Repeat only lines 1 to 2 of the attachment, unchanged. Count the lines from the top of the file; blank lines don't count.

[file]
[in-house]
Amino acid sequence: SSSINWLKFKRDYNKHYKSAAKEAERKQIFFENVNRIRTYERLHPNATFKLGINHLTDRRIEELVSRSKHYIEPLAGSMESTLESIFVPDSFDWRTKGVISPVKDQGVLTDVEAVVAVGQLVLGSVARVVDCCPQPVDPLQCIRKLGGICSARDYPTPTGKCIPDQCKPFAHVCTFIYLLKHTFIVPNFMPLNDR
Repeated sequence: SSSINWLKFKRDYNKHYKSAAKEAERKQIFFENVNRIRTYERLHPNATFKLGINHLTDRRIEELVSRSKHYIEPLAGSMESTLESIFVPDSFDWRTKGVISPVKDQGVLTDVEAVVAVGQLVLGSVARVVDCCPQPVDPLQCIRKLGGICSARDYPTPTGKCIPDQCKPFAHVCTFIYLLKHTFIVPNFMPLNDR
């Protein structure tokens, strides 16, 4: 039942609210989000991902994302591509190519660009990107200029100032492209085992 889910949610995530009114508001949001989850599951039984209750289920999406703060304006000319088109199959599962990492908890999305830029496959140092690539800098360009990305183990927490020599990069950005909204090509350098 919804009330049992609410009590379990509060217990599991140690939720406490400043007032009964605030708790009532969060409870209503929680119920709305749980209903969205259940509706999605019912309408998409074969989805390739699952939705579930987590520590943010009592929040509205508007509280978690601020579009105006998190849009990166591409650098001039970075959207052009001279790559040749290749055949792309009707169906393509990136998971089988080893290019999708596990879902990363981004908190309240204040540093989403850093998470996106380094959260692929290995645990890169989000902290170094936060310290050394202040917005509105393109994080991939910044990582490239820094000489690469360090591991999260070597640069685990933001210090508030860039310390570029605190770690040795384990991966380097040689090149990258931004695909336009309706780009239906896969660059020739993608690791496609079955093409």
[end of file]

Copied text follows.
[in-house]
Amino acid sequence: SSSINWLKFKRDYNKHYKSAAKEAERKQIFFENVNRIRTYERLHPNATFKLGINHLTDRRIEELVSRSKHYIEPLAGSMESTLESIFVPDSFDWRTKGVISPVKDQGVLTDVEAVVAVGQLVLGSVARVVDCCPQPVDPLQCIRKLGGICSARDYPTPTGKCIPDQCKPFAHVCTFIYLLKHTFIVPNFMPLNDR